U.S. cyclist Van Garderen opts out of Rio over Zika

(Reuters) - Cyclist Tejay Van Garderen has withdrawn from consideration for the U.S. team for the Rio Olympics over concerns that the Zika virus outbreak could present risks for his pregnant wife, USA Cycling said on Thursday.

BMC Racing rider Tejay van Garderen of the U.S. arrives before the start of the 167-km (103.7 miles) 10th stage of the 102nd Tour de France cycling race from Tarbes to La Pierre-Saint -Martin, France, in this July 14, 2015 file photo. REUTERS/Benoit Tessier

U.S. health officials have concluded that infections by the mosquito-borne Zika virus in pregnant women can cause microcephaly, a birth defect marked by small head size that can lead to severe developmental problems in babies.

“Although the risks associated with the Zika virus can be minimal and precautions can be taken, my wife Jessica is pregnant, and I don’t want to risk bringing anything back that could potentially have an effect,” Van Garderen said in a statement through USA Cycling.

“If circumstances were different I would have loved to be selected again to represent the USA, but my family takes priority and it’s a decision that I’m completely comfortable with.

“I hope that I’ll be in the position to race at the 2020 Olympic Games.”

Van Garderen competed in the road race at the 2012 Olympics, finishing 104th after working for team mate Taylor Phinney.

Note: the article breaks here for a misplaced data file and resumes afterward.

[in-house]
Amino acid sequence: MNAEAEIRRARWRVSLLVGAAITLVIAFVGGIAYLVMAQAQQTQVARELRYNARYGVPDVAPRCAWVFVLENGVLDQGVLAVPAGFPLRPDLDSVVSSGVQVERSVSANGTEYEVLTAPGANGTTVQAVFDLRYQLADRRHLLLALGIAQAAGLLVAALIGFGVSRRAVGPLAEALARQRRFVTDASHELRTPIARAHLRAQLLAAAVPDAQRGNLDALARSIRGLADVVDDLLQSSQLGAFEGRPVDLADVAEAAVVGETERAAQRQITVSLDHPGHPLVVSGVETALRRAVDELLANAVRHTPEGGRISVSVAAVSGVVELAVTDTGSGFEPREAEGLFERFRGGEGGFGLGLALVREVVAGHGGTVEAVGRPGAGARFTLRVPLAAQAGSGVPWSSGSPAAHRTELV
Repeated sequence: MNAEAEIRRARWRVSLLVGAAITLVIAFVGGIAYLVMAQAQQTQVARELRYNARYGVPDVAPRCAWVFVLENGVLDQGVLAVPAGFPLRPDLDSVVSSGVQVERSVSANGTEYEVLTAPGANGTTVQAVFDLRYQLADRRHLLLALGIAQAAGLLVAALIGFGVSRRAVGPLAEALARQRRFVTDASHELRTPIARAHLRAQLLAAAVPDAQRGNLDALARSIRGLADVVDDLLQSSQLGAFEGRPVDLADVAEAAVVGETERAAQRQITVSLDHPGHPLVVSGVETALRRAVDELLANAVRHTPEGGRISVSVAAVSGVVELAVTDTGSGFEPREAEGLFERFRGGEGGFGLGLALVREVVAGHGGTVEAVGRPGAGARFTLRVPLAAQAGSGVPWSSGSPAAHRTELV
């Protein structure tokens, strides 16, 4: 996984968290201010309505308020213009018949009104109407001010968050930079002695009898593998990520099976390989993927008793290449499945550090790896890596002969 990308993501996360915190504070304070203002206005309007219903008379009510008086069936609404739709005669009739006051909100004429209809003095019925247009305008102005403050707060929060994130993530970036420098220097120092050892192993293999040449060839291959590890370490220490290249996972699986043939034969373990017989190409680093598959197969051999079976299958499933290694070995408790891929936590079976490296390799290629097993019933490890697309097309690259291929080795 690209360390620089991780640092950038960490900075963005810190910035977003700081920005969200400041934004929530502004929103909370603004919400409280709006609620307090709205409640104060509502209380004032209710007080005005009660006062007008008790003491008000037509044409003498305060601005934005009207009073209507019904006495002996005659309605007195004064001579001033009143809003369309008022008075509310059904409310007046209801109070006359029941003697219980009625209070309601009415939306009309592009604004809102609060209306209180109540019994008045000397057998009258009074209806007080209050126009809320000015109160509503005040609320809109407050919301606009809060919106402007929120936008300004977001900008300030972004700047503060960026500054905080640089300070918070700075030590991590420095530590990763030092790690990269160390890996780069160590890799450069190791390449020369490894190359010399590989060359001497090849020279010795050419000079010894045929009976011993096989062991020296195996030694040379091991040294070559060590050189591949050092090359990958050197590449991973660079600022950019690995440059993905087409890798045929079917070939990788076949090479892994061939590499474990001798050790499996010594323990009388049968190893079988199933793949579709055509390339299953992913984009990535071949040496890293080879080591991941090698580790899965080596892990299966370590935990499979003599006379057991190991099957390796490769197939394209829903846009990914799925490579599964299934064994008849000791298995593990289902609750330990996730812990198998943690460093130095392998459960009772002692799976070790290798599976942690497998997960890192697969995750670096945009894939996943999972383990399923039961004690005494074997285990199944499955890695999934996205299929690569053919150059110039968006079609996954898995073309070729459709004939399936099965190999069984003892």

The Rio course would have suited him better as it contains a major climb, and he stood a strong chance of being selected for one of two time trial spots for the U.S. team, according to Cyclingnews.

Van Garderen will still have a busy schedule as he plans to ride in the Tour de France and Vuelta a Espana, but said he will not compete in the world championships in Qatar.

The cyclist’s decision came a week after more than 100 medical experts, academia and scientists called for the Rio Olympics to be postponed or moved because of fears that the event could speed up the spread of the Zika virus.

Their assessment countered the view of some leading experts of infectious disease who say that as long as the necessary precautions are taken there is no reason to cancel the Games.

The connection between Zika and microcephaly first came to light last fall in Brazil, which has confirmed more than 1,400 cases of the condition.

The World Health Organization has also said there is strong scientific consensus that Zika can also cause Guillain-Barre, a rare neurological syndrome that causes temporary paralysis in adults.

Former world number one golfers Adam Scott of Australia and Fiji’s Vijay Singh, and fellow major winners Louis Oosthuizen and Charl Schwartzel of South Africa, are among those who previously announced they would skip this summer’s global sports showpiece in Rio de Janeiro.

Reporting by Larry Fine; Editing by Steve Keating/Mark Lamport-Stokes